Christian Romanticism : T.S. Eliot's response to Percy Bysshe Shelley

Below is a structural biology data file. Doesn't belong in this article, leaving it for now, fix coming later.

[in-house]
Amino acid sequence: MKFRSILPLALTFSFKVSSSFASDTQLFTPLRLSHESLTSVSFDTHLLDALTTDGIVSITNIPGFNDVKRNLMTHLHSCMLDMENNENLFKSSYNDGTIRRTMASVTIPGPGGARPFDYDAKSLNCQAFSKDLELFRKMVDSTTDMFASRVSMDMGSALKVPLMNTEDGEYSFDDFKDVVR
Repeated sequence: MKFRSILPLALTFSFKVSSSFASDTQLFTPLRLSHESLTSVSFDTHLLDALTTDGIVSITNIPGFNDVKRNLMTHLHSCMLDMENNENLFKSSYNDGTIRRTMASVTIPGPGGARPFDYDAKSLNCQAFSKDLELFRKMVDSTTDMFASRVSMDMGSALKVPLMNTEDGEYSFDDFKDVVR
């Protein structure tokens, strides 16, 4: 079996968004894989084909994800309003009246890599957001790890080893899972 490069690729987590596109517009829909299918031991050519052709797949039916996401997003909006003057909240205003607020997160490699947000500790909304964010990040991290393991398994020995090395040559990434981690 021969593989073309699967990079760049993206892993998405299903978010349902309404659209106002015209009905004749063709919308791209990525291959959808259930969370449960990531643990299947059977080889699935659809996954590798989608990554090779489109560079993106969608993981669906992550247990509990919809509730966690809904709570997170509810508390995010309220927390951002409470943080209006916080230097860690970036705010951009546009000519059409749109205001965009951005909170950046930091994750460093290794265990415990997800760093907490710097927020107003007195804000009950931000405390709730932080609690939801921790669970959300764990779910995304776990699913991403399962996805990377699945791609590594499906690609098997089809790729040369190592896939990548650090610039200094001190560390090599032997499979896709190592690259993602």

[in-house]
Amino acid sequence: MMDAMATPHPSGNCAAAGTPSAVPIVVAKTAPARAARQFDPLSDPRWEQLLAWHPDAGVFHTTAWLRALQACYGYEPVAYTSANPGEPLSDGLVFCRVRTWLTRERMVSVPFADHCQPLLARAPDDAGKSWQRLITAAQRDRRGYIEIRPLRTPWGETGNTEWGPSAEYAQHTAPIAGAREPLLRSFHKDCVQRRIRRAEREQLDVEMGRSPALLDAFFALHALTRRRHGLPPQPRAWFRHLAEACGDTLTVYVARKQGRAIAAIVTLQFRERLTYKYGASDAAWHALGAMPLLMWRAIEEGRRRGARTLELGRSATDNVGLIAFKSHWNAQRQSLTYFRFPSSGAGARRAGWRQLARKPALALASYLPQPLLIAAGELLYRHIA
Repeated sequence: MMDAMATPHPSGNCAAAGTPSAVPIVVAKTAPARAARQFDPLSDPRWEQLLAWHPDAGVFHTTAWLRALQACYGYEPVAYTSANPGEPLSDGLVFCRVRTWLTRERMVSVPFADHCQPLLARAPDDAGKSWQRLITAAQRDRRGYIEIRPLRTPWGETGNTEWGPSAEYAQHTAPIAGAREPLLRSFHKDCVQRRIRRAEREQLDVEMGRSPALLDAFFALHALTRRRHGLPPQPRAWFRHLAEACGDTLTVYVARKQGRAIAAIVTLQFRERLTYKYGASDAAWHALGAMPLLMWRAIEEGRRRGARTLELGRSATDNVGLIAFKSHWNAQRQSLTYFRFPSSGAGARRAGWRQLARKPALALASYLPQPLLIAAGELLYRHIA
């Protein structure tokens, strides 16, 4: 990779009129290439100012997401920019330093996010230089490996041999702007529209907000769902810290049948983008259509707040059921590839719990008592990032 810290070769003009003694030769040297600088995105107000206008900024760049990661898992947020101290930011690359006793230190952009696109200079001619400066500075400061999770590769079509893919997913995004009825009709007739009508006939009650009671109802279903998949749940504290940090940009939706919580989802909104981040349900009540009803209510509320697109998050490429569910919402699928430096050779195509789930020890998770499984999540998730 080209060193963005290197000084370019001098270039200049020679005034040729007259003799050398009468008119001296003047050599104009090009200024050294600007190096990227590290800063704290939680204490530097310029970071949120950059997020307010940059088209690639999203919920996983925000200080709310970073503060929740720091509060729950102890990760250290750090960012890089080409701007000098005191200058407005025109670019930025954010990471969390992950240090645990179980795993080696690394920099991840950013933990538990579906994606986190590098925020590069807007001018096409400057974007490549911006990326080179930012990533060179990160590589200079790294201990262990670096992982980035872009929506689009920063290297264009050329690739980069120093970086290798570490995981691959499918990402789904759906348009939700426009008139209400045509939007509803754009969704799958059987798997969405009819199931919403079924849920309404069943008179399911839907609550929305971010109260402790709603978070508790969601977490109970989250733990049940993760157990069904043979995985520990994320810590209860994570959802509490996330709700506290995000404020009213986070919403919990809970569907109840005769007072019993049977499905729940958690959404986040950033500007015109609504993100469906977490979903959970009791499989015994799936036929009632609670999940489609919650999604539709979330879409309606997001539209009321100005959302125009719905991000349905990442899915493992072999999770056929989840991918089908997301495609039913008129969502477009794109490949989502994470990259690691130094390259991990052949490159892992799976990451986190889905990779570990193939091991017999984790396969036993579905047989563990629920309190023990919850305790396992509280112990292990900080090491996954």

This thesis presents a reading of T. S. Eliot's response to the work of Percy Bysshe Shelley, focusing on Eliot's Christian faith and the role it played in this response. Chapter One shows how Shelley was a great influence on Eliot's early work and how, after his Christian conversion, Eliot repudiated his influence. The chapter will show how previous readings of Eliot's relations with Romanticism have tended to centre on a Bloomian poetic 'anxiety of influence'. 1 will then offer my religious reading of Eliot's thought, and show how the period of initial repudiation gives way to a rapprochement with past poetic influences, as Eliot eventually accommodates past influences into his Christian scheme. Chapter Two examines the ways in which Shelley and Eliot address the issue of self-consciousness and our inherent sense of isolation. Chapter Three looks at the treatment of human love m the work of both poets. In both cases, Shelley desires, unsuccessfully, some release from selfhood, either in social communion or with an ideal lover. It is only with the adoption of a divine perspective that human relations can be set in context - something that Eliot came to realise in his later work. Chapter Four looks at the way the two poets reacted to the work of Dante, stressing that Eliot's Christian faith enabled him to relate to Dante's work in a way that Shelley, although appropriating Dantean motifs in his own work, could never fully attain. Chapter Five looks at the way both Eliot and Shelley address the fundamental shortcomings of language, showing how Eliot, in the years after his conversion, could be reconciled to linguistic shortfall because he could relate it to a higher, divine reality. Shelley, like Eliot in his early years, was vexed by this problem because he did not have the faith that offered a transcendent view of it. A concluding section draws together these chapters and sums up my reading of Eliot’s faith, and the extent to which it affected his response to the work of Shelley.